Travel Notes service to bring the countries of the world closer.
solar eclipse routes are only rough outlines to give you an idea of where
to go to catch another total solar eclipse, or find out if one is heading in your
direction between now and the year 2020. We think that's plenty enough forward planning
for most of us.
2003 (Nov 23) Antarctica. This one will be cold and costly, with the greatest eclipse
occurring at 22:49 UT and lasting for 1min 57secs.
2006 (Mar 29)
Starting around northeast Brazil, the eclipse
crosses the Atlantic to make landfall along the Ghana
coast. It then passes up through Nigeria, Niger and Libya,
and crosses the Mediterranean to central Turkey. Saros
139 continues around the north of the Caspian Sea, through Kazakhstan to end near the northern Mongolian border
with Russia. The greatest duration will be 4mins
7secs, in the sensitive Libyan region near the Aozou Strip; that separates Libya from Chad.
2008 (Aug 01)
Leaving the Northwestern Territories of Canada,
Saros 126 continues over northern Greenland,
Siberian Russia, western Mongolia, and east-central China. Maximum duration occurs in northwestern Siberia at
10:21 UT and lasts for 2mins 27secs.
2009 (Jul 22)
Saros 136 will start off the coast of Bombay, cross central India, pass between Nepal,
Bhutan and northern Bangladesh, traverse China,
and cross the central Pacific just south of Japan and Hawaii. The greatest eclipse will last a massive
6mins 39secs, some 300kms east-southeast of Mount Siribachi on the Japanese Volcano
2010 (Jul 11)
Starting in the South Pacific, Saros 146 will only
be visible to people on cruise ships, or those who travel to Easter Island and the
sparsely populated area of South America; between southern Chile and Argentina. The greatest eclipse occurs at
19:33 UT, two thirds of the way between Tahiti
and Chile's Easter Island, and lasts for 5mins 20secs.
2012 (Nov 13)
The path of totality of this eclipse won't be passing over much land either, so most
people will need to be in the Darwin/Kakadu area of Northern Australia, and across the stretch of Queensland
between Cooktown and Cairns. The center line of Saros 133 then passes over the Barrier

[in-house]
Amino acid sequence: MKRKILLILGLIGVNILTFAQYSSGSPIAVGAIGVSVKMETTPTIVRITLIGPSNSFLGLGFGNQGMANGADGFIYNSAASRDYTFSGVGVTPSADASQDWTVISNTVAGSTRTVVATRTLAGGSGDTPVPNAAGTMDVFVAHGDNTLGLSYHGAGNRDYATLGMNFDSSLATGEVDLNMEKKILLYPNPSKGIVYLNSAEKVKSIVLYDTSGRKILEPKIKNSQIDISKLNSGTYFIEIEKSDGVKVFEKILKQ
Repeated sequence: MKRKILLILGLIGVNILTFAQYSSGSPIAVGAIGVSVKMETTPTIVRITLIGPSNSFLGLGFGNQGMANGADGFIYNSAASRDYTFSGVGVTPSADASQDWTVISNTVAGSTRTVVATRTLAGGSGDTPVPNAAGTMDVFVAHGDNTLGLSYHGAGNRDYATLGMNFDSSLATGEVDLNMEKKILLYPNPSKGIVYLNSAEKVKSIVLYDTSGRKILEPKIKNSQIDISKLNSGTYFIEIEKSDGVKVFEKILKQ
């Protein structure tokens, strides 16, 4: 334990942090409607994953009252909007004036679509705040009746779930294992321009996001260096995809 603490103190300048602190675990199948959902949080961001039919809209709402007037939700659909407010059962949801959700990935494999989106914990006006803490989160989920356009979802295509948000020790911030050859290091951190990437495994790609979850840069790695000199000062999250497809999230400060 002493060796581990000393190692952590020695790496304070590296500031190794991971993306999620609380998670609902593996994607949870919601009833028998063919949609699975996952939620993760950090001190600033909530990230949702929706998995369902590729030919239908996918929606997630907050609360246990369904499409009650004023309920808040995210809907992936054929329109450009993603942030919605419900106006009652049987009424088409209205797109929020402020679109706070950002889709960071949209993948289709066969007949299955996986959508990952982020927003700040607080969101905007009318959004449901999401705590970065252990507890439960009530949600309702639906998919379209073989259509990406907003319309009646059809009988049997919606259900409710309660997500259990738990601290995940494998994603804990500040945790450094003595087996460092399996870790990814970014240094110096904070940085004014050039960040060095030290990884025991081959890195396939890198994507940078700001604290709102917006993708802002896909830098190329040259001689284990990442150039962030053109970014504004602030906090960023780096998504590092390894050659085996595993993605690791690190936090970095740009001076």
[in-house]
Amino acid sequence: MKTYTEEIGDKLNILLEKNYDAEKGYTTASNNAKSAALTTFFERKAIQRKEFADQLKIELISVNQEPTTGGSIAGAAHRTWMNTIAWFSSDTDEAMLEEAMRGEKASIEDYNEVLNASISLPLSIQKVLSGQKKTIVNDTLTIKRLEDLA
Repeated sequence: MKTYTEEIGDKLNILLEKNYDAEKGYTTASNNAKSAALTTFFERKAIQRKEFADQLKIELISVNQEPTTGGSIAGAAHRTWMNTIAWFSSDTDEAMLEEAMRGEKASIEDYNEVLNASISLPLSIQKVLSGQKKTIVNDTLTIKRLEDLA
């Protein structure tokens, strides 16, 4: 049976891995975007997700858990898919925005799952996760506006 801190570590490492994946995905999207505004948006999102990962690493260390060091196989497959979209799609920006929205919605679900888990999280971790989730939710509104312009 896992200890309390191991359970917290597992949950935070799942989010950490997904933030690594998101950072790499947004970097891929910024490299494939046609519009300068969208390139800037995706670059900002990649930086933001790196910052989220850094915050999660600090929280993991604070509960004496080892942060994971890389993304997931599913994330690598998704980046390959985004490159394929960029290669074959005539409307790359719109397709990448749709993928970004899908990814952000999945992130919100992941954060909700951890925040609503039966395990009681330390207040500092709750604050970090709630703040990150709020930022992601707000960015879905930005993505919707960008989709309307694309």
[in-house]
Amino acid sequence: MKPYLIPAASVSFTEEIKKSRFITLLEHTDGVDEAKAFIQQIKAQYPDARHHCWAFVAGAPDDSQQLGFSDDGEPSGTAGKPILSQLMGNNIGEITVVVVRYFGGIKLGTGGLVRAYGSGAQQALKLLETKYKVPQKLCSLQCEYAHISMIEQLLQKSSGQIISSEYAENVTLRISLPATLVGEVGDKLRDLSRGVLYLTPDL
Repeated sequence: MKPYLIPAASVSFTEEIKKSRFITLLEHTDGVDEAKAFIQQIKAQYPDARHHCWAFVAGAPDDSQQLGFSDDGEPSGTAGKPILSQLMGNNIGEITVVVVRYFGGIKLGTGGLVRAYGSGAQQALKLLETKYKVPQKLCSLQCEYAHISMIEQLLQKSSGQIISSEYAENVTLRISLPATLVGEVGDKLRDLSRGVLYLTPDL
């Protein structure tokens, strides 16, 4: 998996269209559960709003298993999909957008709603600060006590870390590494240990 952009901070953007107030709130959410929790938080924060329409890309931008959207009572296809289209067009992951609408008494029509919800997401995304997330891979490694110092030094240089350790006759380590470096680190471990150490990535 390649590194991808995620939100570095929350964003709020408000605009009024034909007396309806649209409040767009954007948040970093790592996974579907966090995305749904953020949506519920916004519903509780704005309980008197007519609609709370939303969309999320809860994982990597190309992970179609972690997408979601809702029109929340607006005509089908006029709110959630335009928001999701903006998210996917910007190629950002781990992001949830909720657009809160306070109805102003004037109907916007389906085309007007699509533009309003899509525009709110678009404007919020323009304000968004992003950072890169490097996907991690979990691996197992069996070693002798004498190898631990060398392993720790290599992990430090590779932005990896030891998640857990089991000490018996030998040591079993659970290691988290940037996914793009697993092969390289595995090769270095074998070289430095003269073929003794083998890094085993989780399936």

Reef towards New Caledonia and the northern
waters of New Zealand; reaching its maximum
totality of 4mins 02secs 1,800 km east of North Island, and well to the south of Cook
Islands, at almost 22:12 UT. The winding down leg of the eclipse continues across the
Pacific towards the coast of Peru. No corona
sightings for people in South America this time, although those in the very south may get
to see the fading partial eclipse.
2015 (Mar 20)
The whole of Europe and most of northern Africa will get a partial eclipse again, although
totality is reserved for the north Atlantic, the Faroe
Islands and Svalbard; with the greatest
eclipse of 2mins 47secs occurring north of the Faeroes and east of Iceland, at 09:45 UT.
2016 (Mar 09)
Saros 130 will start east of Indonesia, crossing
the southern parts of Sumatra and Borneo, northern Sulawesi, and off through Micronesia and the northern Pacific; with the
greatest totality duration of 4mins 09secs occurring at 01:57 UT, between the Caroline
Islands and Guam.
2017 (Aug 21)
The total eclipse comes to small-town USA. The umbra of Saros 145 will caress
northern Oregon first, and then head down in a
general southeast direction through parts of Idaho,
Wyoming, Nebraska, Missouri, Kentucky, Tennessee, Nth Carolina, Georgia, to finally leave the continent from South Carolina, between Charleston and
Georgetown, and continue on down towards the south Atlantic. Maximum totality of 2mins
40secs, occurs at 18:25 UT (probably 12:25 local time) near Bainbridge, southwestern
Kentucky; about 17km northwest of Hopkinsville.
2019 (Jul 02)
Another peak eclipse period in the Pacific occurs just before 19:23 UT, midway between
Polynesia and Peru, and lasts for 4mins 33 secs. The line of totality then heads southeast
towards northern Chile and across central Argentina to end the day in the Buenos Aires
2020 (Dec 14)
A wide smiley shaped total eclipse path rounds off our series for the moment, with cruise
ships in the Pacific and south Atlantic getting the most out of totality again. This time
the greatest eclipse will be on dry land though, with southern Chile greeting the umbra first. At 16:13 UT, the
2mins 10secs of totality should occur at a place between the Pampas and Patagonia, some
300km northeast of Bariloche, Argentina.